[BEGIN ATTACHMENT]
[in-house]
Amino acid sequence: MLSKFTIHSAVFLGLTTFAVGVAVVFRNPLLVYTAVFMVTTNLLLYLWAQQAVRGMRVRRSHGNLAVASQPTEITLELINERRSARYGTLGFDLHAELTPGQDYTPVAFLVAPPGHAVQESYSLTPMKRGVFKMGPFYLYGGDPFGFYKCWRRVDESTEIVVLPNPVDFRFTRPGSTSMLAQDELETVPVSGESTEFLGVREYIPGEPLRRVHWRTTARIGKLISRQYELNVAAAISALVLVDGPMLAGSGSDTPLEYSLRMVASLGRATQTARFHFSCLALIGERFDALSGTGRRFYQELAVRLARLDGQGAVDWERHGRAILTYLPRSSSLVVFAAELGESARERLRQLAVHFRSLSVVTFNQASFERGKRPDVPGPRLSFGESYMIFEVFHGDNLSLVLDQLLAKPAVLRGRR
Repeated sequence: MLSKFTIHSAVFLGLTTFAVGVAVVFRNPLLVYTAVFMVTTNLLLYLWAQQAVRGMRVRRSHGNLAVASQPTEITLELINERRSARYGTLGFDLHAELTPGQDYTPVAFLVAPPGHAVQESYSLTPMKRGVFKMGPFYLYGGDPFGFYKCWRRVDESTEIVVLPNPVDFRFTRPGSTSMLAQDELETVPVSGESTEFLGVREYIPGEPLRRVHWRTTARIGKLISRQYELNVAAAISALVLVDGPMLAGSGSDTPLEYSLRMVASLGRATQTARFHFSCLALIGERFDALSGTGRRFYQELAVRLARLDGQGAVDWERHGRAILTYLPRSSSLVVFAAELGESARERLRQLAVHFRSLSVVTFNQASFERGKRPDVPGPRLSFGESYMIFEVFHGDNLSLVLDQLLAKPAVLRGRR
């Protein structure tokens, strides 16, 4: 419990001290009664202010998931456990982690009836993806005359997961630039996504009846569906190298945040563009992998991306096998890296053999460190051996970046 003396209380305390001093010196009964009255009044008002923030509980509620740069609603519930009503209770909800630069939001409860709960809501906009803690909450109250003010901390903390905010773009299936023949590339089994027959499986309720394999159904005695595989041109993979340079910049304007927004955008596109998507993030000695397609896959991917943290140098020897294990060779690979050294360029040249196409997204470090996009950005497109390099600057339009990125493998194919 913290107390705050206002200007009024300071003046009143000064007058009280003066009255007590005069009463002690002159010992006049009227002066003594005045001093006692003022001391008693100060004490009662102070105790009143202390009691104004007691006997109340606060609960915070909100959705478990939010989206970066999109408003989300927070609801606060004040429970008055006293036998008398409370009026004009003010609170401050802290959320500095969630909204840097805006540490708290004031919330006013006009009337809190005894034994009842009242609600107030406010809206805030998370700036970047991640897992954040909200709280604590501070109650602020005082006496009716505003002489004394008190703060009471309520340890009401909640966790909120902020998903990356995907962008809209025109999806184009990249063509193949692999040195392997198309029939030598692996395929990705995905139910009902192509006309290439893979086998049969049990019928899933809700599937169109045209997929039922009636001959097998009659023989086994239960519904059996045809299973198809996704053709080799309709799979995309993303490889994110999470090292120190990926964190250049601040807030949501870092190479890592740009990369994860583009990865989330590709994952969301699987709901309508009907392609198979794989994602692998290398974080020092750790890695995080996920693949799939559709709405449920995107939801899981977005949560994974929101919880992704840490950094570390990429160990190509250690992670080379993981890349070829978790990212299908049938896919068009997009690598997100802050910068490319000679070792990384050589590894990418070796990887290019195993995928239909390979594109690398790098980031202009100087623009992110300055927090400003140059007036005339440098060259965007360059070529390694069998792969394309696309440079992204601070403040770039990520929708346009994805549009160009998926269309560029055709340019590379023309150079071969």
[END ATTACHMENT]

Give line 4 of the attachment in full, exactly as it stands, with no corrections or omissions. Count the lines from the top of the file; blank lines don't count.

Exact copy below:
């Protein structure tokens, strides 16, 4: 419990001290009664202010998931456990982690009836993806005359997961630039996504009846569906190298945040563009992998991306096998890296053999460190051996970046 003396209380305390001093010196009964009255009044008002923030509980509620740069609603519930009503209770909800630069939001409860709960809501906009803690909450109250003010901390903390905010773009299936023949590339089994027959499986309720394999159904005695595989041109993979340079910049304007927004955008596109998507993030000695397609896959991917943290140098020897294990060779690979050294360029040249196409997204470090996009950005497109390099600057339009990125493998194919 913290107390705050206002200007009024300071003046009143000064007058009280003066009255007590005069009463002690002159010992006049009227002066003594005045001093006692003022001391008693100060004490009662102070105790009143202390009691104004007691006997109340606060609960915070909100959705478990939010989206970066999109408003989300927070609801606060004040429970008055006293036998008398409370009026004009003010609170401050802290959320500095969630909204840097805006540490708290004031919330006013006009009337809190005894034994009842009242609600107030406010809206805030998370700036970047991640897992954040909200709280604590501070109650602020005082006496009716505003002489004394008190703060009471309520340890009401909640966790909120902020998903990356995907962008809209025109999806184009990249063509193949692999040195392997198309029939030598692996395929990705995905139910009902192509006309290439893979086998049969049990019928899933809700599937169109045209997929039922009636001959097998009659023989086994239960519904059996045809299973198809996704053709080799309709799979995309993303490889994110999470090292120190990926964190250049601040807030949501870092190479890592740009990369994860583009990865989330590709994952969301699987709901309508009907392609198979794989994602692998290398974080020092750790890695995080996920693949799939559709709405449920995107939801899981977005949560994974929101919880992704840490950094570390990429160990190509250690992670080379993981890349070829978790990212299908049938896919068009997009690598997100802050910068490319000679070792990384050589590894990418070796990887290019195993995928239909390979594109690398790098980031202009100087623009992110300055927090400003140059007036005339440098060259965007360059070529390694069998792969394309696309440079992204601070403040770039990520929708346009994805549009160009998926269309560029055709340019590379023309150079071969």